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Out buildings
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hwy salmoneye    Posted 10-04-2003 at 04:27:36       [Reply]  [No Email]
when citified hunters come up here to play hunters and you don't keep them off your property they shoot any and every thing includedimg the out buildings,dogs,houses and people i post every year and patrol when i can to preserve the inviorment from such people i have trees out in the nowhere that have bullets in them beer cans full of holes and plastic bags
thrown where the only way you can get there is to hoof it so if you keep them off you save your out buildings

BattleBorn    Posted 10-04-2003 at 22:37:12       [Reply]  [No Email]
Nevada requires written permission to hunt private property, carried on you while you hunt. They ask, I grant, never had a problem. I am appreciative of the removal of some of the alfalfa gobbling mulies, I can't eat them all. This year I left a bunch of fill-in-the blank permission notes at the mailbox, with a request to leave gates open or closed as found and leave no trash. Most people don't have to worry about it anyway, because most of the state is BLM or other Federal property.

Sorry to hear that...    Posted 10-04-2003 at 12:46:10       [Reply]  [No Email]
But...Like Les says, that is just not common around here...

I have asked 4 farmers in the last week for the privilege (and been granted) to hunt their fields for the upcoming goose season here...I always make it a point to let them know my home number so they can call if they have any complaints about me or my 'parties' behaviour...I also ask where they would like me to park...If there are any dates they don't want me there, etc...I also do some 'policing' of the properties if the owner wants me too...

We always leave the place cleaner than when we arrive too...

Salmoneye, Who Was Raised By The Most Ethical Hunter He Has Ever Met

Les    Posted 10-04-2003 at 09:13:12       [Reply]  [No Email]
I don't know who you are but you must have some mighty uncivilized and uneducated morons hunting your area. Not to say that that kind of thing has never happened here but it is certainly far from common. Hunters are pretty good at policing themselves around here.
My family owns around 500 acres of land in 4 towns and we've never posted any of it. Never felt the need to. Once in a while you run into a jerk but it's been years. We know how to handle things.

bob ny    Posted 10-04-2003 at 16:20:03       [Reply]  [No Email]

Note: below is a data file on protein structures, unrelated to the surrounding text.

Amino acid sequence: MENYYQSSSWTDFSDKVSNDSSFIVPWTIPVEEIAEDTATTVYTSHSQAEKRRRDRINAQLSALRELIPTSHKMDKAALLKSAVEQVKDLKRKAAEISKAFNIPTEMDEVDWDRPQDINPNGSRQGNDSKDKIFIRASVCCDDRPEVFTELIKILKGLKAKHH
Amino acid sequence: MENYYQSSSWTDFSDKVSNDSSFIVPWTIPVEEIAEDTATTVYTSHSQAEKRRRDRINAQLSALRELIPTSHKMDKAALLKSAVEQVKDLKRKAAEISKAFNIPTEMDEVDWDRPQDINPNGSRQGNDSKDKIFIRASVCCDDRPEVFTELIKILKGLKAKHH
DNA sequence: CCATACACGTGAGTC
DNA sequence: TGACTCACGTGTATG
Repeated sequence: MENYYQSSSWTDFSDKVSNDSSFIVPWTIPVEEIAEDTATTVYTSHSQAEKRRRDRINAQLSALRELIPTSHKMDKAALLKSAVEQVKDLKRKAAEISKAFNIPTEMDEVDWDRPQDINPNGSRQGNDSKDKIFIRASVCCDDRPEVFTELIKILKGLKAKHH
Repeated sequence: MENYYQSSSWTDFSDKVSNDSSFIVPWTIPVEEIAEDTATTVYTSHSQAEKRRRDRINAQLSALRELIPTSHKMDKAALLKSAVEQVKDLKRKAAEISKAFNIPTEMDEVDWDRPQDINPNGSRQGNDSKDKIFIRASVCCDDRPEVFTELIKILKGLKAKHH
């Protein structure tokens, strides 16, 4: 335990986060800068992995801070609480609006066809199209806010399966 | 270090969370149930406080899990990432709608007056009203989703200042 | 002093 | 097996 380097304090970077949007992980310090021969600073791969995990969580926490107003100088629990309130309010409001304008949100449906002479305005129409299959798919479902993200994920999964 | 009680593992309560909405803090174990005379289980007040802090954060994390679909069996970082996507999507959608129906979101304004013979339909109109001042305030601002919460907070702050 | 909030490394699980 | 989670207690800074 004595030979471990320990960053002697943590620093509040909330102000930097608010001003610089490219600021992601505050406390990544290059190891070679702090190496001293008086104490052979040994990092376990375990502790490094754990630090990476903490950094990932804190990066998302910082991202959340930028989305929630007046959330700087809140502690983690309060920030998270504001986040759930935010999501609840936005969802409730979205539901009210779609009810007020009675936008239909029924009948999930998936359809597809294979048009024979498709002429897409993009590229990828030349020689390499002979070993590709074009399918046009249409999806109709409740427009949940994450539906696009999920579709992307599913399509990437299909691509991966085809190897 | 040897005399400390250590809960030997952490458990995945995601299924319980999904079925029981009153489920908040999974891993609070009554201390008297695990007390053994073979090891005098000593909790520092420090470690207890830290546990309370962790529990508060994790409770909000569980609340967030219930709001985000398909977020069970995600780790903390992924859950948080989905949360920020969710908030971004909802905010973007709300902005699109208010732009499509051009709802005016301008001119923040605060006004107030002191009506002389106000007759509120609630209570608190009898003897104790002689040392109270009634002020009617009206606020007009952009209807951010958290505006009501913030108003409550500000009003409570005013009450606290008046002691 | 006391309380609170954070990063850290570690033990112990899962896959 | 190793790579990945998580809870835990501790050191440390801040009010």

in nys you have to be able tio stand in front of a poster and be able to see the next one to your right and also left also if a poster is missing anyone can enter at that point like if you wanted to( idon't think people would do it) you could tear the poster down and enter the spot and we are within 100 miles of two large cities and people with guns calling themselves hunters
just stop thier cars and walk into the woods not knowing what is on the back of the trees and start shooting thats why i feel the way i do

Tom A    Posted 10-04-2003 at 05:06:44       [Reply]  [No Email]
I agree. I love to shoot, I do hunt on my own property, and I believe strongly in the 2d Amendment.

BUT I don't allow hunters on my place--there are a few that I know and trust that I'd allow if they wanted. But most (city or country-bred, quite honestly) here are exactly as Salmoneye describes...they'll shoot at anything whether they've identified a real target or not; they don't think about where the bullet will go if they miss; they carry in trash and leave it all over; they break or cut fences and other personal stuff that is in their way.

Had one guy ask me if he could hunt my property and I told him no, and explained I was concerned about my livestock as well as the fact that I enjoy walking my property at all hours and prefer not to get shot at.

Anyway, couple of weeks later I'm at the barn and hear a close-in "bang" so I grab my 12 guage and go looking. There's the same clown I told "no" 2 weeks earlier standing over a deer in the middle of my (clearly posted) back field. He saw me coming and runs, jumps over the fence, turns around and then has the nerve to tell me he hadn't been on my property.


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